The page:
Rummanah Aasi
  In an overcrowding field of YA paranormal books, Half Bad stands out. With a mystery and heart-stopping adventure at its core, Half Bad is about a boy who is on a desperate search to find out his true identity: is a hero or a villain? Many thanks to Penguin and Netgalley for allowing me to read an advanced copy of this book.

Description: In modern-day England, witches live alongside humans: White witches, who are good; Black witches, who are evil; and sixteen-year-old Nathan, who is both. Nathan's father is the world's most powerful and cruel Black witch, and his mother is dead. He is hunted from all sides. Trapped in a cage, beaten and handcuffed, Nathan must escape before his seventeenth birthday, at which point he will receive three gifts from his father and come into his own as a witch—or else he will die. But how can Nathan find his father when his every action is tracked, when there is no one safe to trust—not even family, not even the girl he loves?

Review: Nathan has been plagued with one question all his life: is he good or bad?  Nathan is the son of a white, and one the infamous, hated black witch, Marcus. The very fact that he does not belong to one group makes the Council of White Witches uneasy on how to label him.
 I was intrigued by Half Bad from the very beginning, especially since it begins medias res, with Nathan speaking to himself in second person point of view while living in a cage but attempting at every opportunity to escape and being submitted to beatings and ill treatment from a strange woman. The book starts out slowly but picks up the pace quickly as flashbacks reveal Nathan's backstory: his precarious position in society is a result of his mixed parentage, and their hatred for his father Marcus, who murdered many white witches, led to the council of white witches taking the boy from his home with his grandmother and half-siblings to a life as a prisoner. The racial overtones running throughout the novel and the ambiguity of Marcus' villainy, give Half Bad its complexity.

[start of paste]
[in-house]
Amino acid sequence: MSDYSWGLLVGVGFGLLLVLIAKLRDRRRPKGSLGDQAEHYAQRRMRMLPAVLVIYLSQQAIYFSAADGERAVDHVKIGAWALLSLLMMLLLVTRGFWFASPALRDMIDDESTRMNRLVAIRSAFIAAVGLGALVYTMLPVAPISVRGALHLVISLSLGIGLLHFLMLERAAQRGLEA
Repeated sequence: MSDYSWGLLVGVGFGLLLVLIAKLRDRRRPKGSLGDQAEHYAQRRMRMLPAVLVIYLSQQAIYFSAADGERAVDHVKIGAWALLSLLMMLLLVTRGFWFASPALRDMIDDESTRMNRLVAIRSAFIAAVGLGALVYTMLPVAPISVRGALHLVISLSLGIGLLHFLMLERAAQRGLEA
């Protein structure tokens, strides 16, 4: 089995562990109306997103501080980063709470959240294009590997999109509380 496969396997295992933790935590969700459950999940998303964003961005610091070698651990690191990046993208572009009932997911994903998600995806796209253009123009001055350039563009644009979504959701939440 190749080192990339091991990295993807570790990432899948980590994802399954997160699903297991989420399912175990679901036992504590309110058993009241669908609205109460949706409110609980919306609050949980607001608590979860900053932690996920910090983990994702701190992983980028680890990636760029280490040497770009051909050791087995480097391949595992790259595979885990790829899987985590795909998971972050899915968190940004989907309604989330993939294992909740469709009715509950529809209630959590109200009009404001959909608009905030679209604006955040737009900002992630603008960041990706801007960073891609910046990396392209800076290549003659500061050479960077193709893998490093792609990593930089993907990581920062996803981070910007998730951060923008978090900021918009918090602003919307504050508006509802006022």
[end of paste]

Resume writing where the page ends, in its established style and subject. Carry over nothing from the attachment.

While these characters inhabit a world that melds the paranormal with real life, the plot centers primarily on witchcraft, but surprisingly there are very few scenes that involve magic. Green shines her spotlight not on the paranormal, but rather on Nathan's character growth. Nathan's feelings of self-loathing that grow as a result of the ostracism he experiences from those around him, coupled with a yearning to know more about Marcus, will resonate with readers. We are able to understand his anguish and alienation, as well his desperation to search for a sense for identity and learn the truth about his father. While there are secondary characters that are interesting, they are a bit underdeveloped. Since Half Bad is the first book in a series, I'm hoping these characters are fleshed out more in the upcoming books. Fans of dark fantasy will find a lot to enjoy in this book and I'm really curious to see where Nathan's journey takes him.

Rating: 4 stars

Words of Caution: There is some strong language and scenes of torture which can get a bit graphic. Recommended for Grades 8 and up.

If you like this book try: Lumatere Chronicles by Melinda Marchetta, Abarat by Clive Barker
7 Responses
  1. I really liked this one too, although the reviews I've read a mixed. I'm looking forward to the next book. I liked the "ambiguity of Marcus' villainy" too. Great review.


  2. Jenny Says:

    So glad you enjoyed this one Rummanah! I really loved Nathan, and his relationship with his brother, but like you, hoped for a bit more from the secondary characters. I've got my fingers crossed that book two brings a little more depth to them, but I will definitely be picking it up! Lovely review:)


  3. Candace Says:

    I was curious about this one before but after reading a lot of negative reviews I had thought I would skip it. Now I'm thinking I might need to give it a try. I'll have to borrow a copy though cause I'm on the fence. Fortunately I know my friend Sara has a copy and the library likely has it as well.


  4. This is a book I can't get a read on. The reviews are so mixed. I think though that I would like the male narrator and the fact that he is a witch. I think I just need to jump in and give it a go.


  5. I haven’t liked most of the books I’ve read about witches but I think this one may be worth checking out, Rummanah, because you thought that it focused less on magic and more on character growth. I also like that the villain is a bit ambiguous.


  6. Oh what a great review! I was a little disappointed with the first round of reviews of this one. But your review gives me a clearer picture of what the book is about. Now I'm more happy about having this one sitting on my shelf. Thanks, Rummanah!


  7. Aylee Says:

    I'm VERY intrigued by your description of this one! It just sounds so unlike anything I've ever read before. I like how ambiguous and complex everything sounds, it's not black or white, which I guess is the point. And I'm curious how I would find the second person point of view! So yeah, I'll have to check this one out sometime. Great thoughts!!


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